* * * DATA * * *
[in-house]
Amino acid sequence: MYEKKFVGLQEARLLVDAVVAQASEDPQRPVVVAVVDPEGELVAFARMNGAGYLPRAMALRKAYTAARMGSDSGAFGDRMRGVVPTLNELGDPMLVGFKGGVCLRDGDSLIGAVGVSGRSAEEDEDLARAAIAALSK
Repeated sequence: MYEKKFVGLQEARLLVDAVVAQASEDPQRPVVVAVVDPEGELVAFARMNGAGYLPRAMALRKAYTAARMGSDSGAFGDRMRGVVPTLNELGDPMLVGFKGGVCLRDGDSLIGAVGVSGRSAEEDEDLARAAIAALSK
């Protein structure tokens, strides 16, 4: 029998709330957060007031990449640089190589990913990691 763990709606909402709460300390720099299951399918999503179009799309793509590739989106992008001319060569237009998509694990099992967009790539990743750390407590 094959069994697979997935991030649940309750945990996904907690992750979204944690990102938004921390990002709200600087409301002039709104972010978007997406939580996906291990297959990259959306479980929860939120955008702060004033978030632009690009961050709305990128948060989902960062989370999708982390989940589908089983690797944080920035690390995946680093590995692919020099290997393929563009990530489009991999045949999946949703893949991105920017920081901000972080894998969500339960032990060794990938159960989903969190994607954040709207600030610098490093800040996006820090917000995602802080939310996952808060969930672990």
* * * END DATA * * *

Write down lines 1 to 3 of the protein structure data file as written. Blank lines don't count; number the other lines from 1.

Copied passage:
[in-house]
Amino acid sequence: MYEKKFVGLQEARLLVDAVVAQASEDPQRPVVVAVVDPEGELVAFARMNGAGYLPRAMALRKAYTAARMGSDSGAFGDRMRGVVPTLNELGDPMLVGFKGGVCLRDGDSLIGAVGVSGRSAEEDEDLARAAIAALSK
Repeated sequence: MYEKKFVGLQEARLLVDAVVAQASEDPQRPVVVAVVDPEGELVAFARMNGAGYLPRAMALRKAYTAARMGSDSGAFGDRMRGVVPTLNELGDPMLVGFKGGVCLRDGDSLIGAVGVSGRSAEEDEDLARAAIAALSK